The Bible tells us that Jesus was tempted just like we are (Heb. 4:15).  He lived through the rough and tumble of life, just like we do.  He did it in a time when there was no air conditioning -- no indoor plumbing -- no central heat.  He did it in a humble place -- where people were under the thumb of Roman soldiers.  He had no radio or television to carry his message to the outlying lands. 

In other words, Jesus came down from his home in heaven to live on this earth -- not in the best of human circumstances, but in the most ordinary circumstances. 

If you and I were suddenly to be reduced to the kind of life that Jesus lived, we would think that God was punishing us for some terrible sin. 

If we were to find ourselves living in a one-room house with no plumbing -- walking to work -- no telephones -- no television -- no Nintendo -- no books -- no soft bed -- we would be totally miserable.  But that is the kind of life that Jesus lived.

And, if the way that Jesus lived seems difficult, consider the way that he died.  It is difficult to imagine a death more terrible than crucifixion.  Jesus' death demonstrated his determination to experience not just the ordinariness of our lives, but life at its worst -- death at its worst. 

-- His death on a cross is testimony that he is with us in every experience -- every difficulty. 

-- His resurrection is testimony that he can help us through every experience -- every difficulty.  It tells us that he has extraordinary power to help us -- and that he will use it to help us. 

Strangely enough, we are often open to Jesus' help only in the worst of circumstances -- when we are really desperate -- but Jesus wants to help us in every circumstance.  You fathers and mothers know what I mean.  You don't want your son or daughter to wait until they are in jail to give you a call.  You want them to call whenever they have a problem -- whenever they need help or counsel -- before things get out of hand.  In fact, you want them to call just to say hello.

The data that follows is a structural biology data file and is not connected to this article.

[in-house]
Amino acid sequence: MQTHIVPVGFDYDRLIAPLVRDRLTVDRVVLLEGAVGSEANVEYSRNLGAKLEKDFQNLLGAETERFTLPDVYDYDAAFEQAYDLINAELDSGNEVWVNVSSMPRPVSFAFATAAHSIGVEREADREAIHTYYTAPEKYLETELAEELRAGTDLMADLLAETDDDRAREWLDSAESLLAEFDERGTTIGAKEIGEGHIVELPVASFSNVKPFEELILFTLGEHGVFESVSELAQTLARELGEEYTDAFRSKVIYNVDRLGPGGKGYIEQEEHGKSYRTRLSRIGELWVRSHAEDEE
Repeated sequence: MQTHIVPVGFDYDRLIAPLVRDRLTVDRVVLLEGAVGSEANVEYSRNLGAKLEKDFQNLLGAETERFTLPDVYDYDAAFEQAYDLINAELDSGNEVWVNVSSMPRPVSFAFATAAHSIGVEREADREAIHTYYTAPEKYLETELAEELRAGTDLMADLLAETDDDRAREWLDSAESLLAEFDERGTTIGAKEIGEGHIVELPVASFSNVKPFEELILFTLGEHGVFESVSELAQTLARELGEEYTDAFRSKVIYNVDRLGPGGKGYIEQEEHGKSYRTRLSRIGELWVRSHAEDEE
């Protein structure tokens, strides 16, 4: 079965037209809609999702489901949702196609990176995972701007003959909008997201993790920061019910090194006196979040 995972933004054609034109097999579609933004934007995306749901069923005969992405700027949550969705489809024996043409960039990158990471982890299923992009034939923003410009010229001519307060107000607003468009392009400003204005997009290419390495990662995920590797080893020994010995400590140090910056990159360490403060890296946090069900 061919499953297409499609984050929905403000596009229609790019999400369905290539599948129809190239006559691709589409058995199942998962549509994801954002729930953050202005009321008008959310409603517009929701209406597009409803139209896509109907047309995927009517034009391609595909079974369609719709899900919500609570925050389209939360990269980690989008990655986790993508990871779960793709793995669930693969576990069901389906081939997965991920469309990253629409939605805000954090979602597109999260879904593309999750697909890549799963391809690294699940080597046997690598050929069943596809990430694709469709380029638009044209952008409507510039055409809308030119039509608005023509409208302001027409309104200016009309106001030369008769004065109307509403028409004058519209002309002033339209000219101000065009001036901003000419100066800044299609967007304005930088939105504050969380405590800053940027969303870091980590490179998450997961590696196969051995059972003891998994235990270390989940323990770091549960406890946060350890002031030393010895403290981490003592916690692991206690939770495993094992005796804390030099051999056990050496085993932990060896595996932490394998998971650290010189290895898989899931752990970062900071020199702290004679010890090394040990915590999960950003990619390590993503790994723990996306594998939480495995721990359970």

And so it is with Jesus.  Jesus wants to help us in every circumstance.  Jesus wants to be there for us in good times and bad -- in big things and little -- in worship on Sunday and at work on Monday.  Jesus wants to help us to make good decisions.  He wants to help shape our lives.  He wants to help us decide whom to marry.  He wants to help us raise our children.  Jesus' resurrection promises God's help in every situation of life.

And Jesus' resurrection promises God's help in death.  The resurrection is God's promise of eternal life, which means more than living forever -- eternal life means living now AND forever in the presence of God.

In my years of ministry, (as little as that has been) I have seen people cope with the problems of life and the problem of death.  I can tell you that resurrection faith makes a difference. 

-- I have seen people of resurrection faith faced with difficulty.  I am not going to tell you that lives are always simple -- but I will tell you this.  They have a faith foundation that steadies them when trouble hits.  They know that God loves them.  At their best, they remember to ask, "What would Jesus do?"  And when they act in faith, their faith helps them through the crisis.  It keeps them going.  It keeps them from making it worse.  It gives them hope.  It assures them that God is with them -- and that God will lead them through the valley into the sunshine beyond.

-- And I have seen people without faith faced with difficulty.  Too often that is like watching a boat drifting on the water -- subject to every wave and current -- rudderless --helpless.  You don't want to live like that.  You want to live a life of Easter faith.

Today -- Easter -- is the first day of the rest of your life: 

-- My prayer for you is that the Holy Spirit will touch your life here and now -- and give you an Easter faith. 

-- My prayer is not that God will make your life easy, but that he will guide you with a steady hand through every difficulty. 

-- My prayer is that, in life and in death, God will comfort you with his love and strengthen you with his presence.

-- My prayer is that your Easter faith will shine like a beacon on a mountaintop, reminding you from whence your help comes -- because your help comes from the Lord.  That is the Easter promise -- your help comes from the Lord.